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With a pandemic virus swirling in the air, fear has fallen like a blanket over our country. As the numbers of cases appear to increase, the panic and frenzy over what we can do to protect ourselves intensifies. But it turns out that the panic itself is making us more susceptible to the virus.
Every day we’re given new instructions – wash your hands, wear a mask, stay home if you have even the slightest sniffle or cough. But no one is talking about taking care of our mental and emotional health during this prolonged and difficult time. The truth is, your emotional health and your immune health are intertwined, and you need both in tip-top shape to combat this virus.
When a strong emotion like fear dominates our consciousness, like it does during a pandemic, financial crisis, or relationship stress, it takes a toll on our health overall. Our bodies work overtime pumping out cortisol, our primary stress hormone, so we can cope with the onslaught of tension and fear. As this increase in cortisol becomes chronic, it weakens the immune system.
Fear is a basic survival mechanism, so the release of cortisol is designed to slow or shut down body functions that aren’t needed for survival, and sharpen those that can help us survive. It puts us into sympathetic nervous system dominance, also called “fight or flight.” During this time, immunity is suppressed, digestion slows, libido wanes, eyesight sharpens, heart rate increases, and blood flow is directed to muscles and the brain so we can run quickly if needed.
Regardless of whether you ever contract the virus or not, the fear of it is already affecting your health and triggering inflammation. Over time, this chronic heightened state of awareness with the accompanying rise in cortisol causes problems with immunity, cardiovascular damage, digestion, and fertility. Memory wanes, the brain has trouble responding to non-verbal cues and emotions, and mental health is drained, resulting in fatigue, depression, and PTSD. Living in constant fear can age you prematurely or even leave you incapacitated.
Studies have been done for decades that look at the effect that long-term stress like we’re experiencing with this pandemic affects overall immunity. When it comes to this coronavirus, we are looking at two different types of immunity as being important for protection. Cell-mediated immunity is the type we normally think of, where we are exposed to the virus either naturally or through a vaccine, and memory immune cells are created that help our bodies later to “remember” the infection and fight it before it can run rampant.
The other type of immunity that is just as important but rarely spoken of is humoral immunity. This immunity is generated from plasma cells in the bone marrow, and is activated by repeated exposure to the virus. This type of immunity is much harder to measure than cellular immunity is, but is equally as valuable.
Stressors that are short-lived tend to suppress cellular immunity while preserving humoral immunity, but long-term stressors – like a pandemic – suppress both types of immunity. This means that not only are you more susceptible to catching it and contributing to its spread, but it’s also more difficult for you to fight it off and develop enough lasting antibodies to maintain immunity, which is what some studies are starting to show.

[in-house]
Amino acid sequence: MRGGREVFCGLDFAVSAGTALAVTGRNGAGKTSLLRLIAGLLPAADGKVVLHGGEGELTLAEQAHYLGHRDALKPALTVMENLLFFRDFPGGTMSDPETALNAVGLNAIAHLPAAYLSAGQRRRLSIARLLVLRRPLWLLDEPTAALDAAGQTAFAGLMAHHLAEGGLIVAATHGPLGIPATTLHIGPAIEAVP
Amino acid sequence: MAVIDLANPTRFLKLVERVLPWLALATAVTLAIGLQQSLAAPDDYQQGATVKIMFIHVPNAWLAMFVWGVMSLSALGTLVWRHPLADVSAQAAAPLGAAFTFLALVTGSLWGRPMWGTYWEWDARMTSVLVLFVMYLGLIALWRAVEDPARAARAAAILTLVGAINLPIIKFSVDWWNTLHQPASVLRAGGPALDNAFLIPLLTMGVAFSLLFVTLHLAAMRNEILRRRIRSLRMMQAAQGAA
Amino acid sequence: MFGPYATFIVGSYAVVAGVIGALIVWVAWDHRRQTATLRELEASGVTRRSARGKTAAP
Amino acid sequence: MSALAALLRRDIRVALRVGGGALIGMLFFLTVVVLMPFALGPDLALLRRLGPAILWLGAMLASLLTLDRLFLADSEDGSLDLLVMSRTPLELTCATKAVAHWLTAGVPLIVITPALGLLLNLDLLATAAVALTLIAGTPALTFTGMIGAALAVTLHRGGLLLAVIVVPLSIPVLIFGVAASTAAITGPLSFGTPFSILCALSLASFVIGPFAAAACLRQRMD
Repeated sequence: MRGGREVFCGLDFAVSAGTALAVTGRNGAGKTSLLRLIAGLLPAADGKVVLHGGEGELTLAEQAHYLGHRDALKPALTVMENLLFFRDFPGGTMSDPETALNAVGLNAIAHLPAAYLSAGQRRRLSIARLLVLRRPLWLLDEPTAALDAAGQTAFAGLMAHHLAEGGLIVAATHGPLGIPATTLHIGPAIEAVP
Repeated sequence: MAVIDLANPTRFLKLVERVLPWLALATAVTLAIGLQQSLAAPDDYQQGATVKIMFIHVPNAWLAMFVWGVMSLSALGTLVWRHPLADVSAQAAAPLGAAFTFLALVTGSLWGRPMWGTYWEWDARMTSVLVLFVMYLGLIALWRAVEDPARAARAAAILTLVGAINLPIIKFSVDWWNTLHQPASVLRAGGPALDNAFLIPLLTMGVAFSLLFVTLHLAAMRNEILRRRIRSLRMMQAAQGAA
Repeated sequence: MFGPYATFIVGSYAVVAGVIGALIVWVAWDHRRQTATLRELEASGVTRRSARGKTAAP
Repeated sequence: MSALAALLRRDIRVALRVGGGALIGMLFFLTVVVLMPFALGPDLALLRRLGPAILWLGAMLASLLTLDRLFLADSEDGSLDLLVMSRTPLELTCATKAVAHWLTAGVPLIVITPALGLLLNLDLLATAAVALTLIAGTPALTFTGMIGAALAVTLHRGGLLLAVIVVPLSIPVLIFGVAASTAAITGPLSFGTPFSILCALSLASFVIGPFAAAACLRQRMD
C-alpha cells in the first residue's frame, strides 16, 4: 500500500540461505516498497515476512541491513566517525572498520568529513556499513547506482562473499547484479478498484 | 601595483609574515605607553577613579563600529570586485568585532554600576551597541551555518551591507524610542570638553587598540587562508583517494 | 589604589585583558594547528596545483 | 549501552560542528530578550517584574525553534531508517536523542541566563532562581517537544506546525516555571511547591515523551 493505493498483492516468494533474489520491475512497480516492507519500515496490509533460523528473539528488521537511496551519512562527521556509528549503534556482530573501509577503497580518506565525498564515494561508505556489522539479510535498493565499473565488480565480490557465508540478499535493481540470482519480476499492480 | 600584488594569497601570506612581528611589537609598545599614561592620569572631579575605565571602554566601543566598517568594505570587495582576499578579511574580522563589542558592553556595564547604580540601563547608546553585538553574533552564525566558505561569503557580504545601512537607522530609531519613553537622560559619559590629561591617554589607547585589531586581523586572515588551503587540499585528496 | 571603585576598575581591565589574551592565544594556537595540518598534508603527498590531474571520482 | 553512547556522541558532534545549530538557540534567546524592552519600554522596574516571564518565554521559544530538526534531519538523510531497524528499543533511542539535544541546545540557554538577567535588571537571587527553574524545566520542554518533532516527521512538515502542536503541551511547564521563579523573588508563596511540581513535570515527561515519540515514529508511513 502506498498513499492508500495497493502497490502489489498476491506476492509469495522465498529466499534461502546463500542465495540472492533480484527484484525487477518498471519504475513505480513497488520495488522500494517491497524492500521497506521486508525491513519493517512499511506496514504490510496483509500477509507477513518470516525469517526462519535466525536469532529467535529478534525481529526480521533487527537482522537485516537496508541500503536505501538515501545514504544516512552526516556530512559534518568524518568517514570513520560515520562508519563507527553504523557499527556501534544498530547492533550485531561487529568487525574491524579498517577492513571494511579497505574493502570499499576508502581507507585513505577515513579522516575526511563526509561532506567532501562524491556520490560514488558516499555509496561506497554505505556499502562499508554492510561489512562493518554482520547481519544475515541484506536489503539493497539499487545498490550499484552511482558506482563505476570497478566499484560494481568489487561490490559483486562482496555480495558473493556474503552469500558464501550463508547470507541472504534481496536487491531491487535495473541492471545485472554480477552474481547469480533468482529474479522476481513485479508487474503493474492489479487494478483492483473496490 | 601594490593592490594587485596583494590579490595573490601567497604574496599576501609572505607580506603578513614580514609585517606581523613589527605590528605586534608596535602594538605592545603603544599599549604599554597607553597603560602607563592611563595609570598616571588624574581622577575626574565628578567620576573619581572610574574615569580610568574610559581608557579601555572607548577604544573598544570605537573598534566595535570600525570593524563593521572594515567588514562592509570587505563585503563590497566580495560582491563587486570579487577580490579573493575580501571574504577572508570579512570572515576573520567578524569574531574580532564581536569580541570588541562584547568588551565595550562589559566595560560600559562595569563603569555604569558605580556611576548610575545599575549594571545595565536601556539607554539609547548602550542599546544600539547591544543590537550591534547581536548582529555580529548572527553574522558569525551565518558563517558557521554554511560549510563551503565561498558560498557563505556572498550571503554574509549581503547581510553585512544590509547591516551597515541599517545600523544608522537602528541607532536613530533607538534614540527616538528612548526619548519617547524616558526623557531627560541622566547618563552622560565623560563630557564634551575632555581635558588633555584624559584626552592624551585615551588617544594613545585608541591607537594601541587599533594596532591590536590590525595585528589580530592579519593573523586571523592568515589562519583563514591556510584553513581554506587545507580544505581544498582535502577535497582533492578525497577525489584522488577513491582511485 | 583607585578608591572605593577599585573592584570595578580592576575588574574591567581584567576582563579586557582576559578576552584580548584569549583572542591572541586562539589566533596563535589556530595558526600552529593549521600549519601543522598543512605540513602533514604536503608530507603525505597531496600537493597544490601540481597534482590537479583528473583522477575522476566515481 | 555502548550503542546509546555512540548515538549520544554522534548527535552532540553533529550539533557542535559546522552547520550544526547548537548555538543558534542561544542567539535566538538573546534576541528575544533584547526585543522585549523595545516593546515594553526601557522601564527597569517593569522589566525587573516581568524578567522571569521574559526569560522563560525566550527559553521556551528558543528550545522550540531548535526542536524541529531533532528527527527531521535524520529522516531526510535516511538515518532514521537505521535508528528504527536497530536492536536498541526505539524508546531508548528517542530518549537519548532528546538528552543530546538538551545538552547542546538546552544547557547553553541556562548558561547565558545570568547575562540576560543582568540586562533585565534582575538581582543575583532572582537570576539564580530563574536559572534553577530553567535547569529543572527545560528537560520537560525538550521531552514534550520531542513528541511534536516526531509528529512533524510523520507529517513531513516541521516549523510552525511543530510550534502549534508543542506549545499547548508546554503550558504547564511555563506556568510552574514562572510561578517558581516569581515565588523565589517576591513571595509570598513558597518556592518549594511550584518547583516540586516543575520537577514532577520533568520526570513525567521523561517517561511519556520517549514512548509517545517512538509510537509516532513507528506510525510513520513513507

Health can decline so quickly under conditions of chronic stress, but there are things you can do to keep cool and protect yourself. First, you need to understand that there’s a reason this stress response is nicknamed “fight or flight.” Your body reacts to an emotional threat the same way it reacts to a physical one, and gets everything ready to either stay and fight or run away. So one of the keys to combating the negative effects of the stress response are in its very name.
One of the best things we can do when under chronic stress is to get regular aerobic exercise. This is because physiologically it’s the same as running from a threat, so your body sees that its job is done and is able to calm down, lower cortisol, and rest. This doesn’t mean you need to go out and run a marathon – just simple cardio at a moderate intensity for 30 minutes each day is enough. You should be able to talk through the exercise and not run out of breath.
Equally as important as calming the body’s stress response is to calm your mind. We can’t change the stress of living through a pandemic, but we can change how we respond to that stress. Just like a boat only sinks when the water surrounding it gets inside of it, you will only feel the stress when you internalize all the fear that’s going on around you. Techniques that center your focus like breathing exercises, meditation, and visualization, can calm your stress response and keep you from reacting with fear.
For many of us, the chronic stress of everyday life was already taking its toll before the pandemic even started. This means we went into this with our immunity already challenged and may need more support to rebuild and replenish our immune systems. Here are my top 3 supplements for doing just that.
There are hundreds of studies being carried out each day on this pandemic virus and I have every confidence we will have the answers we need to end it soon. Until then, I will continue to keep you updated as innovative new advancements and information comes to light. In the meantime, do everything you can to stay calm and protect your immunity.